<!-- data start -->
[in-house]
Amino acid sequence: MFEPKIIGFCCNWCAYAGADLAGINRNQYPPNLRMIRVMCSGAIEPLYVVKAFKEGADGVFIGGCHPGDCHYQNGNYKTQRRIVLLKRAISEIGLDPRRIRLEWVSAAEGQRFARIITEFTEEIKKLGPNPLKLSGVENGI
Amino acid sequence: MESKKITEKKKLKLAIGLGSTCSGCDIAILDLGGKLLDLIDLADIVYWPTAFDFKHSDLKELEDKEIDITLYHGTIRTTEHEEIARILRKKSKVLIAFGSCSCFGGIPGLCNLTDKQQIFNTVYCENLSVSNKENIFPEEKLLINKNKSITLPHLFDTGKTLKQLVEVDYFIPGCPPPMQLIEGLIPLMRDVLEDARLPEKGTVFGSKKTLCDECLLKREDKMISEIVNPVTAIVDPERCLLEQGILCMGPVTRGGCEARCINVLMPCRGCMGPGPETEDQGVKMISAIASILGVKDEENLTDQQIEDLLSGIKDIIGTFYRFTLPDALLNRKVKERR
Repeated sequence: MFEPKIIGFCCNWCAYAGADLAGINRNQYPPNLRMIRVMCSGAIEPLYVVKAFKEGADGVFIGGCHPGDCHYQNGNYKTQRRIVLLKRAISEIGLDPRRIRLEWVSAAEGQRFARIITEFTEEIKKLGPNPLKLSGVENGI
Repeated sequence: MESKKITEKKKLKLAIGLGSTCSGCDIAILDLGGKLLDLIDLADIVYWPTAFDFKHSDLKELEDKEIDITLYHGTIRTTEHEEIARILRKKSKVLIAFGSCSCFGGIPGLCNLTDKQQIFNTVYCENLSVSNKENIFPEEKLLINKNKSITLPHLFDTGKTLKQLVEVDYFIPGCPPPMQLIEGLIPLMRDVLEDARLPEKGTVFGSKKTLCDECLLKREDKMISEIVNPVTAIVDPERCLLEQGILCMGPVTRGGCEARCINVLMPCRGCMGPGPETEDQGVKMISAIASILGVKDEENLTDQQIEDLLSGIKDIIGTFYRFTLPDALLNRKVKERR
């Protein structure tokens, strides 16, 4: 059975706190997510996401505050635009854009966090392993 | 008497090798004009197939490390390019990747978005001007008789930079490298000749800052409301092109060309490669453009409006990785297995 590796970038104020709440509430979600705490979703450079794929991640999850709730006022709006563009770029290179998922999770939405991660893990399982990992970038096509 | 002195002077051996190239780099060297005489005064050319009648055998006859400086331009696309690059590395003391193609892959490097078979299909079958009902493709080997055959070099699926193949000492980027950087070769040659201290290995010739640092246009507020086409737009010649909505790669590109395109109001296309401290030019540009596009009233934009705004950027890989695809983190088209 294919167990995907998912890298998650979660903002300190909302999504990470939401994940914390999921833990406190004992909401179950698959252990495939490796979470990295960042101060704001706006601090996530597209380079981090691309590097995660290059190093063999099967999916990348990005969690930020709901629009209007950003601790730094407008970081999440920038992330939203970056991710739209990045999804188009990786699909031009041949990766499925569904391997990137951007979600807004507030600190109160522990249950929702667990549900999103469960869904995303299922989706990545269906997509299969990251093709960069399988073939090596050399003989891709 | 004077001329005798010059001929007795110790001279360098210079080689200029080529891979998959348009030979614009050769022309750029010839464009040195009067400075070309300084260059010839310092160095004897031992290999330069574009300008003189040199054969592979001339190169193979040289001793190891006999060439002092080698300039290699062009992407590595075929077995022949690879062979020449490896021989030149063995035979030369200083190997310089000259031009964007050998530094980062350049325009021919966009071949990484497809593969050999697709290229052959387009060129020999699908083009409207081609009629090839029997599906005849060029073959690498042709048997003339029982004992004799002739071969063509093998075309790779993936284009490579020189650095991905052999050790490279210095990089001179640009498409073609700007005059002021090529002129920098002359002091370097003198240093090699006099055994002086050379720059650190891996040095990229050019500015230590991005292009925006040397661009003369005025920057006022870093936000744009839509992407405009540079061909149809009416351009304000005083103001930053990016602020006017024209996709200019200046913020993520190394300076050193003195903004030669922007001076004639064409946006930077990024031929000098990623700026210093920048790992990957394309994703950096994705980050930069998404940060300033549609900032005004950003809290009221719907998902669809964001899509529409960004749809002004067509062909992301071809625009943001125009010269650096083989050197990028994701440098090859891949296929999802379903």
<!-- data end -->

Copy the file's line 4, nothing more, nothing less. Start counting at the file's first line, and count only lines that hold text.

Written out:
Repeated sequence: MFEPKIIGFCCNWCAYAGADLAGINRNQYPPNLRMIRVMCSGAIEPLYVVKAFKEGADGVFIGGCHPGDCHYQNGNYKTQRRIVLLKRAISEIGLDPRRIRLEWVSAAEGQRFARIITEFTEEIKKLGPNPLKLSGVENGI